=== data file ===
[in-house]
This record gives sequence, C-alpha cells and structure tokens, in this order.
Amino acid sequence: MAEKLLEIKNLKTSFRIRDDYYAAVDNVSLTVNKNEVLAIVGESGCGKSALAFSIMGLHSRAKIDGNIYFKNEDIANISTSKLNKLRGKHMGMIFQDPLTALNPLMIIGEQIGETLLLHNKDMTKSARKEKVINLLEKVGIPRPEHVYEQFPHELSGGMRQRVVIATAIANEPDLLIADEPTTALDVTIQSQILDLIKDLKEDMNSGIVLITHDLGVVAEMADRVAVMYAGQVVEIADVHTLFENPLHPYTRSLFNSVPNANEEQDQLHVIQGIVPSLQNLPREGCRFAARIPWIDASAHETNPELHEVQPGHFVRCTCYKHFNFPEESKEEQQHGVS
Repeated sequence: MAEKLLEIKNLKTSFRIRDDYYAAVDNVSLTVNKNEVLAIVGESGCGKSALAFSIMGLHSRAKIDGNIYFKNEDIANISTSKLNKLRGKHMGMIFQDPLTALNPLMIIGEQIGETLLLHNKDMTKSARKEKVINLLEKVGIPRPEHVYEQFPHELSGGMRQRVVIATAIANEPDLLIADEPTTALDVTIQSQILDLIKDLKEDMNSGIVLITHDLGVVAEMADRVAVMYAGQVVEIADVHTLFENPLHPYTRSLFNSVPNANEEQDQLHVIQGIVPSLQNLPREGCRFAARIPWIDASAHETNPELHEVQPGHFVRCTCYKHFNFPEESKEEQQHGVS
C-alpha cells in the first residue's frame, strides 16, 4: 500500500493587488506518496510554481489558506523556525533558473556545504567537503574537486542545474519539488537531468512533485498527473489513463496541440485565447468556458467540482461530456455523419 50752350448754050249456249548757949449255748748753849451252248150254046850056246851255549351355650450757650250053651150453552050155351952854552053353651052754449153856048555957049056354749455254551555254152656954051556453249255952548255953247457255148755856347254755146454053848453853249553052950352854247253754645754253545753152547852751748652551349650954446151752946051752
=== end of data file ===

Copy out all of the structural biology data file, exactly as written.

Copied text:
[in-house]
This record gives sequence, C-alpha cells and structure tokens, in this order.
Amino acid sequence: MAEKLLEIKNLKTSFRIRDDYYAAVDNVSLTVNKNEVLAIVGESGCGKSALAFSIMGLHSRAKIDGNIYFKNEDIANISTSKLNKLRGKHMGMIFQDPLTALNPLMIIGEQIGETLLLHNKDMTKSARKEKVINLLEKVGIPRPEHVYEQFPHELSGGMRQRVVIATAIANEPDLLIADEPTTALDVTIQSQILDLIKDLKEDMNSGIVLITHDLGVVAEMADRVAVMYAGQVVEIADVHTLFENPLHPYTRSLFNSVPNANEEQDQLHVIQGIVPSLQNLPREGCRFAARIPWIDASAHETNPELHEVQPGHFVRCTCYKHFNFPEESKEEQQHGVS
Repeated sequence: MAEKLLEIKNLKTSFRIRDDYYAAVDNVSLTVNKNEVLAIVGESGCGKSALAFSIMGLHSRAKIDGNIYFKNEDIANISTSKLNKLRGKHMGMIFQDPLTALNPLMIIGEQIGETLLLHNKDMTKSARKEKVINLLEKVGIPRPEHVYEQFPHELSGGMRQRVVIATAIANEPDLLIADEPTTALDVTIQSQILDLIKDLKEDMNSGIVLITHDLGVVAEMADRVAVMYAGQVVEIADVHTLFENPLHPYTRSLFNSVPNANEEQDQLHVIQGIVPSLQNLPREGCRFAARIPWIDASAHETNPELHEVQPGHFVRCTCYKHFNFPEESKEEQQHGVS
C-alpha cells in the first residue's frame, strides 16, 4: 500500500493587488506518496510554481489558506523556525533558473556545504567537503574537486542545474519539488537531468512533485498527473489513463496541440485565447468556458467540482461530456455523419 50752350448754050249456249548757949449255748748753849451252248150254046850056246851255549351355650450757650250053651150453552050155351952854552053353651052754449153856048555957049056354749455254551555254152656954051556453249255952548255953247457255148755856347254755146454053848453853249553052950352854247253754645754253545753152547852751748652551349650954446151752946051752